Local 'Phantom' under the spotlight on Threatened Species Day

The elusive Phantom Wattle - a stunning plant found only along the NSW-Victorian border - is the focus of Threatened Species Day in the Southern Ranges Region as the National Parks and Wildlife Service (NPWS) calls on locals to get involved in counting this rare species.

Phantom wattle (Acacia phasmoides), vulnerable species. Grows in shrubby woodland on sandy, granitic soil near creeks or in rocky crevices

NPWS is rallying community support for a survey on Sunday 10 September that will scour the Basin Creek catchment area of Woomargama National Park, tracking the recovery of this vulnerable plant.

The spectacular shrub, also known as Acacia phasmoides, is making a slow but steady return to glory despite being threatened by floods in 2012.

NPWS Ranger Dave Pearce who leads regular survey work, alongside the Woomargama National Park Volunteers and partnered with the NSW Government's Saving our Species (SoS) program, said new recruits are always welcome.

"This is a great opportunity for eager locals who enjoy a good hike to join our efforts and help protect this rare species.

"It's easy to see why it's called the 'Phantom'. For much of the year it likes to hide from us, but then in spring it'll pop up with a mass of beautiful flowers, making it easier to spot along the rocky creek lines.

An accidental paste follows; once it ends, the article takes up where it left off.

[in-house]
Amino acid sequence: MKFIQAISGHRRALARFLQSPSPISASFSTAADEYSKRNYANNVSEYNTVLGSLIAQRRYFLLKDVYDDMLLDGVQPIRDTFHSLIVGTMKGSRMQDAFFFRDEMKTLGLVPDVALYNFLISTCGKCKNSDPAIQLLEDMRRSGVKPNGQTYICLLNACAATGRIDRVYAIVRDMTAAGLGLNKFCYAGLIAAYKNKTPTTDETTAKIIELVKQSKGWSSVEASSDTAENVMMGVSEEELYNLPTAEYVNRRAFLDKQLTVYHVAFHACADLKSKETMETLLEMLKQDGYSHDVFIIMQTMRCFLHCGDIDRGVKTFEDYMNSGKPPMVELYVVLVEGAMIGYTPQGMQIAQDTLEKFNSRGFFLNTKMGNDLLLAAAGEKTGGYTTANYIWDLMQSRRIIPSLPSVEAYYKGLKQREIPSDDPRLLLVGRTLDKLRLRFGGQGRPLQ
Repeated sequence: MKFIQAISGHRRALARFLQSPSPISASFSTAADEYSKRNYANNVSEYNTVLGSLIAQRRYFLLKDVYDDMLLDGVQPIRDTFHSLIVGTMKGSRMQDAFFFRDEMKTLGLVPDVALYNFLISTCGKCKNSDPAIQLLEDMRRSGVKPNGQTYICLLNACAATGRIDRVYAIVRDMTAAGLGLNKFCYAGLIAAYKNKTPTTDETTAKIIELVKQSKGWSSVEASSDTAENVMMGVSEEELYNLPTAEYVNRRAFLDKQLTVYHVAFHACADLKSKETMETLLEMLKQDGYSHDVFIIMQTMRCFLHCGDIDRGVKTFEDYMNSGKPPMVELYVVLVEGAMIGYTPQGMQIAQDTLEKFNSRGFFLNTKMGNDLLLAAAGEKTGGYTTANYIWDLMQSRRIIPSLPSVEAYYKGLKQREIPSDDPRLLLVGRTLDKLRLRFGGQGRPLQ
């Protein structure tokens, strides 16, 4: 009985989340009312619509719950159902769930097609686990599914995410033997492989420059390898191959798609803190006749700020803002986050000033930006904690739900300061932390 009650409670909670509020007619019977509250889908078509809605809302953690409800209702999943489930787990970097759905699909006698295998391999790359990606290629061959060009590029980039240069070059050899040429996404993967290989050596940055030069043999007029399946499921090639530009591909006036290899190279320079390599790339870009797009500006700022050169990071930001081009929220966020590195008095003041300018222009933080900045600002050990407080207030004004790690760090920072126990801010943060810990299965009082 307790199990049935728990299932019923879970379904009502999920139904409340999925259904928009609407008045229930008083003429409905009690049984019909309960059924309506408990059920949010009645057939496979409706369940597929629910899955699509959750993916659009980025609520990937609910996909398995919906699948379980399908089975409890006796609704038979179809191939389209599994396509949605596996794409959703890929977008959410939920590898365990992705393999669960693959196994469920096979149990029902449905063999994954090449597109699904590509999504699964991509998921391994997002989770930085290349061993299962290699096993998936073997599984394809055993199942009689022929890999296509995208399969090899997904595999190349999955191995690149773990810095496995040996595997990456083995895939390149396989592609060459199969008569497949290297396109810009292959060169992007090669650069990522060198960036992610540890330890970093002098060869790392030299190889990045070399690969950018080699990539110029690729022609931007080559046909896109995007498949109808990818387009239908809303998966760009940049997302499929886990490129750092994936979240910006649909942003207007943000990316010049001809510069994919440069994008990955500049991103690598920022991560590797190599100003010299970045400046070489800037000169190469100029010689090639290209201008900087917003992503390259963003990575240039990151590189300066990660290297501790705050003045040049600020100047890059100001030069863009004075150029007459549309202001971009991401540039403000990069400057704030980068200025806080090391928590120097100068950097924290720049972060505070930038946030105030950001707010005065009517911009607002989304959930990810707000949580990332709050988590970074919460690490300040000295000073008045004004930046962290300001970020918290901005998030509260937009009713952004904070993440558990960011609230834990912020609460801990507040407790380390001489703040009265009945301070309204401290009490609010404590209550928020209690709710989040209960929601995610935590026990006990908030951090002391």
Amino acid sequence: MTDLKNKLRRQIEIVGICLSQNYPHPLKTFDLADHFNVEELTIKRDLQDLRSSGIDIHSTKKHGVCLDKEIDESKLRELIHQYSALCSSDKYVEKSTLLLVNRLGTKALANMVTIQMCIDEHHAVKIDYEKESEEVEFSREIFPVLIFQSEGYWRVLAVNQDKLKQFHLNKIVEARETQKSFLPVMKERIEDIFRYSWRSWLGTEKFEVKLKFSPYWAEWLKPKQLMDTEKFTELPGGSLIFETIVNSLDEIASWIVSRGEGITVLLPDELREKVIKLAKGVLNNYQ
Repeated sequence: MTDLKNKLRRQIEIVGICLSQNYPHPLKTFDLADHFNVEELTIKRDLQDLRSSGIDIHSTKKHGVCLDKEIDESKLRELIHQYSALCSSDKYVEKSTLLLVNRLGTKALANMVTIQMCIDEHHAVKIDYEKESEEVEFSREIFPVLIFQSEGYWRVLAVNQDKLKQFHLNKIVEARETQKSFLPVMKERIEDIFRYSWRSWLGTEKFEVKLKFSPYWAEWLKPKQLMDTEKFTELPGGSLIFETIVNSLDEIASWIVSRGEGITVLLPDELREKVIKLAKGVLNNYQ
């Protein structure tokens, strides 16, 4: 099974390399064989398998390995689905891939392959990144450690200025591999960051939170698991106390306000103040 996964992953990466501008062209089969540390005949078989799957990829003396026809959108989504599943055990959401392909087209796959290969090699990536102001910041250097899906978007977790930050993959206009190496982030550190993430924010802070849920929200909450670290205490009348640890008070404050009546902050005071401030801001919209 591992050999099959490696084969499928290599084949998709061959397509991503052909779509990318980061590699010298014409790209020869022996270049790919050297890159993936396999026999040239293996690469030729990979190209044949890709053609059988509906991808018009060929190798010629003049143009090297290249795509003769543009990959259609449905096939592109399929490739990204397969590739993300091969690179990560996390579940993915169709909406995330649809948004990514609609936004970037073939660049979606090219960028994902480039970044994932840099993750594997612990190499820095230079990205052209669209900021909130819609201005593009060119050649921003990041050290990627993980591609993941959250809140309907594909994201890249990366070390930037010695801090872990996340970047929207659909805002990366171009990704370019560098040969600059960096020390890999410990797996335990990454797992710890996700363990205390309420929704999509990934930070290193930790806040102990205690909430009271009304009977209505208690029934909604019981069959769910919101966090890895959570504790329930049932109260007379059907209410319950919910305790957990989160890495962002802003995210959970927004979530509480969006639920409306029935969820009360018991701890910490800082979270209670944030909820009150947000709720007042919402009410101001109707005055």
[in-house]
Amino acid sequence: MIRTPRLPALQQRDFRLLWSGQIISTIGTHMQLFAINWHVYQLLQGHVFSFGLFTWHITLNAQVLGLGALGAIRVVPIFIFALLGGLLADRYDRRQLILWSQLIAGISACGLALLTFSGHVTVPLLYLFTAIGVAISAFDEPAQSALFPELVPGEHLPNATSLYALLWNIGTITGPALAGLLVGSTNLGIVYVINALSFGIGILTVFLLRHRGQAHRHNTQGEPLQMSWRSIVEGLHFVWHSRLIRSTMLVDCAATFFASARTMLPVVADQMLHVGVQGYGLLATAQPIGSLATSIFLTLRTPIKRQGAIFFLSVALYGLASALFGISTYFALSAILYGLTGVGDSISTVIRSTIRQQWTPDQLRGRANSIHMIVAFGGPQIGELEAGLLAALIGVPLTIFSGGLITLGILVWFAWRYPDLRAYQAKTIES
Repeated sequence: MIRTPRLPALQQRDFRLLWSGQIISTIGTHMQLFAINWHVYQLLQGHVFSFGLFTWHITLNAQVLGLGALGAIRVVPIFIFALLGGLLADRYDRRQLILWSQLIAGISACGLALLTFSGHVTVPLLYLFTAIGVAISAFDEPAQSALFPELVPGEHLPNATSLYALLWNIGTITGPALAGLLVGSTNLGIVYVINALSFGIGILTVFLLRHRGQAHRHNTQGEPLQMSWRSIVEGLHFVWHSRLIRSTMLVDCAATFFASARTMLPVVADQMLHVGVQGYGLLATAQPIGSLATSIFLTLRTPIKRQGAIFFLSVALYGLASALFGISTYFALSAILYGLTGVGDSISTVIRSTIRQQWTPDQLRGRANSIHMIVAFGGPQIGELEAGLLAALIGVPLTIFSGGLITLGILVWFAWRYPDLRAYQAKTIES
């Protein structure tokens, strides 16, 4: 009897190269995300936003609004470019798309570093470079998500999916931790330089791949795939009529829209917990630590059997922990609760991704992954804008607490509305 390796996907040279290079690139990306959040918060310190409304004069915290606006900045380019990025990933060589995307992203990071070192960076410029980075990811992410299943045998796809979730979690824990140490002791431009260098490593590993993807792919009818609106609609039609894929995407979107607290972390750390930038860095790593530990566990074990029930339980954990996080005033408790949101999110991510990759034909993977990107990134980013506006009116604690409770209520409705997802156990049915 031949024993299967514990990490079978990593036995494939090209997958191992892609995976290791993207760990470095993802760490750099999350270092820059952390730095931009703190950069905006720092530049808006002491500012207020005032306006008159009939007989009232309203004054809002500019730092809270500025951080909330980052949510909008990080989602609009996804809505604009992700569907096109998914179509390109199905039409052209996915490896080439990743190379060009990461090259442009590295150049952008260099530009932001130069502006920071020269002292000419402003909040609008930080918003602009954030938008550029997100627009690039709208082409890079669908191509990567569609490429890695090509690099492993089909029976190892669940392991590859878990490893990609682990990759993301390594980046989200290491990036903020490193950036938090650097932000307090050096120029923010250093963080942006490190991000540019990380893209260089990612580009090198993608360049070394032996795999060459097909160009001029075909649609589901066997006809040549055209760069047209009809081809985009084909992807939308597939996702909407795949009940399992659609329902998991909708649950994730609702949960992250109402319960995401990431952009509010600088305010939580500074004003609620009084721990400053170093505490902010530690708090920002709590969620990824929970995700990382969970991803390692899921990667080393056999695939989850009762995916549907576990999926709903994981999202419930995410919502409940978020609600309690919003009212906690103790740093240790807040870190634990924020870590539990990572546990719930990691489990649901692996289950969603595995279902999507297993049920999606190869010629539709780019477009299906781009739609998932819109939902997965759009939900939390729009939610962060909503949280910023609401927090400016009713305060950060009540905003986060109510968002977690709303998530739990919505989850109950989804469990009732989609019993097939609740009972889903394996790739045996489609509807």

"Currently we think it's doing pretty well following floods in 2012 which we feared had decimated the population in the lower catchment areas.

"Since the flooding, NPWS staff and volunteers have been searching the upper catchments of Woomargama National Park and we've found more of the rare plants.

"The last survey estimated there are about 2,500 plants in the Park, which is great news for this species," Ranger Dave said.

Sandy O'Flanagan of Woomargama National Park Volunteers has been working to help restore populations of the wattle since 2011.

"We consider Phantom Wattle to be a local treasure. We're dedicated to protecting and preserving it for future generations to enjoy. So far, it's going well. We've planted hundreds of seedlings back into the population.

"Volunteering is also a great social activity. Our surveys always finish with a famous 'Ranger Dave BBQ' to say thanks to everyone," Mrs O'Flanagan said.

Anyone interested in joining the survey should email: woomnpvolunteers@gmail.com for more information.

Threatened Species Day is celebrated on 7 September each year to raise awareness of plants and animals at risk of extinction and to highlight the work that is being done to save them.

Get involved in Threatened Species Day events and activities being held around the state: Threatened Species Day 2017 events